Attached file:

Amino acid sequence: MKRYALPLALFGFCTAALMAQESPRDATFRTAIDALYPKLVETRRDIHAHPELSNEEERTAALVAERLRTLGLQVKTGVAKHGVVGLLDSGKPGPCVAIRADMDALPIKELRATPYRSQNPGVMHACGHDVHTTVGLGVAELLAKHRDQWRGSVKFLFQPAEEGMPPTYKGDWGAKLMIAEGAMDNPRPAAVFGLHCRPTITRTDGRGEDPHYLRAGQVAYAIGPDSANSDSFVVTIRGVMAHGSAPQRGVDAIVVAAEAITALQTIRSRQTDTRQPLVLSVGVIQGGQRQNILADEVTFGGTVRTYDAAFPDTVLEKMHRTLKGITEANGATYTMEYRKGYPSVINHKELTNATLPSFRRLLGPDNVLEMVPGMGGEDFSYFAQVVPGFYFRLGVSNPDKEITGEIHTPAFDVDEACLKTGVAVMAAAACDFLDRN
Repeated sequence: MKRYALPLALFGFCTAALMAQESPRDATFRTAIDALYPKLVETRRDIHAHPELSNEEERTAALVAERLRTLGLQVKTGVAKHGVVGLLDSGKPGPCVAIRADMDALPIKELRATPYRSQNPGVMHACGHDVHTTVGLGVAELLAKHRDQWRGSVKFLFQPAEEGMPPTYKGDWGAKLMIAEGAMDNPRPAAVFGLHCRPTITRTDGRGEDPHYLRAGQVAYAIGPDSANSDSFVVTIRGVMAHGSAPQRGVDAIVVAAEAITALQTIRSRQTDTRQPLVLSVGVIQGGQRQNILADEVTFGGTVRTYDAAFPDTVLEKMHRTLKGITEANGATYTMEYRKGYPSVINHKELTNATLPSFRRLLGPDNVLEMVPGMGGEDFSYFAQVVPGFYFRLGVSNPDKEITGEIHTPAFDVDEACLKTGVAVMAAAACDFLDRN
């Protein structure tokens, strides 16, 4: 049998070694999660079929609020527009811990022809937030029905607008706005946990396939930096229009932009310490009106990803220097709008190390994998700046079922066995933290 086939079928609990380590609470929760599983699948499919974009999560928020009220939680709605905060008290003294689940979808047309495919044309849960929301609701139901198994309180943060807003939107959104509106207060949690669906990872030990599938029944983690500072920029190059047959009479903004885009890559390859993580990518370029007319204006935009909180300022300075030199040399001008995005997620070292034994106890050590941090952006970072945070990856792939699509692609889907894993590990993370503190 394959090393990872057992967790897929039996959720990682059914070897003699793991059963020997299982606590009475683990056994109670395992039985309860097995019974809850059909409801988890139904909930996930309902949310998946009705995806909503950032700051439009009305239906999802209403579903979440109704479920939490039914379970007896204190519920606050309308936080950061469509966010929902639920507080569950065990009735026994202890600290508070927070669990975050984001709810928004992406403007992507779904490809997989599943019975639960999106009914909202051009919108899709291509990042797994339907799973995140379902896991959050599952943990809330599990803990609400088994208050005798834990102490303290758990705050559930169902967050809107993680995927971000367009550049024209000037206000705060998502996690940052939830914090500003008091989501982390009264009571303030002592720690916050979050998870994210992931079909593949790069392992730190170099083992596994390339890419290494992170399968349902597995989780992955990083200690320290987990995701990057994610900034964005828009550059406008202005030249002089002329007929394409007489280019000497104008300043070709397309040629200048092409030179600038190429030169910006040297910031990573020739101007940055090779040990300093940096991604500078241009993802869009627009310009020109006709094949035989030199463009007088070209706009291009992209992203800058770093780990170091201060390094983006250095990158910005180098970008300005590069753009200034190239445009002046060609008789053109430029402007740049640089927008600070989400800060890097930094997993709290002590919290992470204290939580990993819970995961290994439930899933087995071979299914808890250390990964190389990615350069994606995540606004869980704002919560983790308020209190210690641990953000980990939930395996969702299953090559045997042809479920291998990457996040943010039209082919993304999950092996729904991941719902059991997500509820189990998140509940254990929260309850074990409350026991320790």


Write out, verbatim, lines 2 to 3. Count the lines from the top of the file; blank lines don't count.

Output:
Repeated sequence: MKRYALPLALFGFCTAALMAQESPRDATFRTAIDALYPKLVETRRDIHAHPELSNEEERTAALVAERLRTLGLQVKTGVAKHGVVGLLDSGKPGPCVAIRADMDALPIKELRATPYRSQNPGVMHACGHDVHTTVGLGVAELLAKHRDQWRGSVKFLFQPAEEGMPPTYKGDWGAKLMIAEGAMDNPRPAAVFGLHCRPTITRTDGRGEDPHYLRAGQVAYAIGPDSANSDSFVVTIRGVMAHGSAPQRGVDAIVVAAEAITALQTIRSRQTDTRQPLVLSVGVIQGGQRQNILADEVTFGGTVRTYDAAFPDTVLEKMHRTLKGITEANGATYTMEYRKGYPSVINHKELTNATLPSFRRLLGPDNVLEMVPGMGGEDFSYFAQVVPGFYFRLGVSNPDKEITGEIHTPAFDVDEACLKTGVAVMAAAACDFLDRN
């Protein structure tokens, strides 16, 4: 049998070694999660079929609020527009811990022809937030029905607008706005946990396939930096229009932009310490009106990803220097709008190390994998700046079922066995933290 086939079928609990380590609470929760599983699948499919974009999560928020009220939680709605905060008290003294689940979808047309495919044309849960929301609701139901198994309180943060807003939107959104509106207060949690669906990872030990599938029944983690500072920029190059047959009479903004885009890559390859993580990518370029007319204006935009909180300022300075030199040399001008995005997620070292034994106890050590941090952006970072945070990856792939699509692609889907894993590990993370503190 394959090393990872057992967790897929039996959720990682059914070897003699793991059963020997299982606590009475683990056994109670395992039985309860097995019974809850059909409801988890139904909930996930309902949310998946009705995806909503950032700051439009009305239906999802209403579903979440109704479920939490039914379970007896204190519920606050309308936080950061469509966010929902639920507080569950065990009735026994202890600290508070927070669990975050984001709810928004992406403007992507779904490809997989599943019975639960999106009914909202051009919108899709291509990042797994339907799973995140379902896991959050599952943990809330599990803990609400088994208050005798834990102490303290758990705050559930169902967050809107993680995927971000367009550049024209000037206000705060998502996690940052939830914090500003008091989501982390009264009571303030002592720690916050979050998870994210992931079909593949790069392992730190170099083992596994390339890419290494992170399968349902597995989780992955990083200690320290987990995701990057994610900034964005828009550059406008202005030249002089002329007929394409007489280019000497104008300043070709397309040629200048092409030179600038190429030169910006040297910031990573020739101007940055090779040990300093940096991604500078241009993802869009627009310009020109006709094949035989030199463009007088070209706009291009992209992203800058770093780990170091201060390094983006250095990158910005180098970008300005590069753009200034190239445009002046060609008789053109430029402007740049640089927008600070989400800060890097930094997993709290002590919290992470204290939580990993819970995961290994439930899933087995071979299914808890250390990964190389990615350069994606995540606004869980704002919560983790308020209190210690641990953000980990939930395996969702299953090559045997042809479920291998990457996040943010039209082919993304999950092996729904991941719902059991997500509820189990998140509940254990929260309850074990409350026991320790």